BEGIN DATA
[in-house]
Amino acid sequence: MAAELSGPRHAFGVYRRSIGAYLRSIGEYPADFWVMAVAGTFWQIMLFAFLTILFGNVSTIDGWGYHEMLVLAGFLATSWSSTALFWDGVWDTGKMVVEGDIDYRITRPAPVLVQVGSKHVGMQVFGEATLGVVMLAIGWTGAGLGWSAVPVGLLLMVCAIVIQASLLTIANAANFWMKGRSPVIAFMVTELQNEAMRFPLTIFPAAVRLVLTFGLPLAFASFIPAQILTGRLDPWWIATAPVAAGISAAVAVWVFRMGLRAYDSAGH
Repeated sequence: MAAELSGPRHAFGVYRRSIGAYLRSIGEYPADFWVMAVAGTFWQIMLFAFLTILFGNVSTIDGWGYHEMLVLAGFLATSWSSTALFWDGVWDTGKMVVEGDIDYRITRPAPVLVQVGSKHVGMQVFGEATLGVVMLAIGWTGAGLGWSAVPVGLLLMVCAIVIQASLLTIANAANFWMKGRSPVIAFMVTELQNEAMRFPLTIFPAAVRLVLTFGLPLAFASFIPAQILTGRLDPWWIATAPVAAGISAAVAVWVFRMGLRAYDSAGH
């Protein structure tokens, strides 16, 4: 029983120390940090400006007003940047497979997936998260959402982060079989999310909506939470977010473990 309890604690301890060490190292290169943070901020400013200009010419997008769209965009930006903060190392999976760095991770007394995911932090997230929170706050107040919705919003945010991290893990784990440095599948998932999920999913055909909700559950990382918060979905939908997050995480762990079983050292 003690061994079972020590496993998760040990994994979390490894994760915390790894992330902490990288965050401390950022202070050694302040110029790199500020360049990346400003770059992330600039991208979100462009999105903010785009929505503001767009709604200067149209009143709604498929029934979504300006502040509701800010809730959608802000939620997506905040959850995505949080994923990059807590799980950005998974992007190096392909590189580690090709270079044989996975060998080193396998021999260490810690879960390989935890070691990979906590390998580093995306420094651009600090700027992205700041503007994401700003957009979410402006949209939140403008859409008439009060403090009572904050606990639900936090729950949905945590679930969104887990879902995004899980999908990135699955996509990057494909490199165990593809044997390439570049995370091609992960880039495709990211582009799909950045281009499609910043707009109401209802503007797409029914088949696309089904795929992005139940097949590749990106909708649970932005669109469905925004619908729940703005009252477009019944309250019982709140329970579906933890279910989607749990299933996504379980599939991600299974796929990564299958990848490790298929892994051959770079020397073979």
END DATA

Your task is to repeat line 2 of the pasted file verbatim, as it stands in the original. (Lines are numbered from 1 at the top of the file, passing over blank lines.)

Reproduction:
Amino acid sequence: MAAELSGPRHAFGVYRRSIGAYLRSIGEYPADFWVMAVAGTFWQIMLFAFLTILFGNVSTIDGWGYHEMLVLAGFLATSWSSTALFWDGVWDTGKMVVEGDIDYRITRPAPVLVQVGSKHVGMQVFGEATLGVVMLAIGWTGAGLGWSAVPVGLLLMVCAIVIQASLLTIANAANFWMKGRSPVIAFMVTELQNEAMRFPLTIFPAAVRLVLTFGLPLAFASFIPAQILTGRLDPWWIATAPVAAGISAAVAVWVFRMGLRAYDSAGH